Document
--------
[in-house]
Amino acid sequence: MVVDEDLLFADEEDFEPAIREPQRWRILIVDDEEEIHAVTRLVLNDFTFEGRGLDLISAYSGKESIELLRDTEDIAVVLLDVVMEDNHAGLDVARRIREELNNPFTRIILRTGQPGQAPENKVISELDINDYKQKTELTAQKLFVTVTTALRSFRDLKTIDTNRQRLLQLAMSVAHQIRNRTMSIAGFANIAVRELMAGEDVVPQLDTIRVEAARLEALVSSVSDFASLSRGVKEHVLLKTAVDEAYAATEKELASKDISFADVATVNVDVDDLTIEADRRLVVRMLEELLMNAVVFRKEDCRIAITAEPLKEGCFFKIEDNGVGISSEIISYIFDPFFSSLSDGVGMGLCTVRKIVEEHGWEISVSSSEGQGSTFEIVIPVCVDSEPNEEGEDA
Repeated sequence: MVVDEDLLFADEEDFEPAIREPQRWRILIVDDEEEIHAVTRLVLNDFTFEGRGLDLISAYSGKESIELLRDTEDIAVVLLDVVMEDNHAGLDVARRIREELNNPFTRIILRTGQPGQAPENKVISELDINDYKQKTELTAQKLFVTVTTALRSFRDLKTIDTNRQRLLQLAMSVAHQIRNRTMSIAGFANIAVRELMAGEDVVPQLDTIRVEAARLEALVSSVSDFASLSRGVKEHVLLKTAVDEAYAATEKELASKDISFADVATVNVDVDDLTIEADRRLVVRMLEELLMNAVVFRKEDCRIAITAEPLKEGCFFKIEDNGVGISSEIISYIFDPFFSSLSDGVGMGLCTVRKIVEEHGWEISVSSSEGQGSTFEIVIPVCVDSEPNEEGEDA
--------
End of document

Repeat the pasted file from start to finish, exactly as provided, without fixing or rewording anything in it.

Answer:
[in-house]
Amino acid sequence: MVVDEDLLFADEEDFEPAIREPQRWRILIVDDEEEIHAVTRLVLNDFTFEGRGLDLISAYSGKESIELLRDTEDIAVVLLDVVMEDNHAGLDVARRIREELNNPFTRIILRTGQPGQAPENKVISELDINDYKQKTELTAQKLFVTVTTALRSFRDLKTIDTNRQRLLQLAMSVAHQIRNRTMSIAGFANIAVRELMAGEDVVPQLDTIRVEAARLEALVSSVSDFASLSRGVKEHVLLKTAVDEAYAATEKELASKDISFADVATVNVDVDDLTIEADRRLVVRMLEELLMNAVVFRKEDCRIAITAEPLKEGCFFKIEDNGVGISSEIISYIFDPFFSSLSDGVGMGLCTVRKIVEEHGWEISVSSSEGQGSTFEIVIPVCVDSEPNEEGEDA
Repeated sequence: MVVDEDLLFADEEDFEPAIREPQRWRILIVDDEEEIHAVTRLVLNDFTFEGRGLDLISAYSGKESIELLRDTEDIAVVLLDVVMEDNHAGLDVARRIREELNNPFTRIILRTGQPGQAPENKVISELDINDYKQKTELTAQKLFVTVTTALRSFRDLKTIDTNRQRLLQLAMSVAHQIRNRTMSIAGFANIAVRELMAGEDVVPQLDTIRVEAARLEALVSSVSDFASLSRGVKEHVLLKTAVDEAYAATEKELASKDISFADVATVNVDVDDLTIEADRRLVVRMLEELLMNAVVFRKEDCRIAITAEPLKEGCFFKIEDNGVGISSEIISYIFDPFFSSLSDGVGMGLCTVRKIVEEHGWEISVSSSEGQGSTFEIVIPVCVDSEPNEEGEDA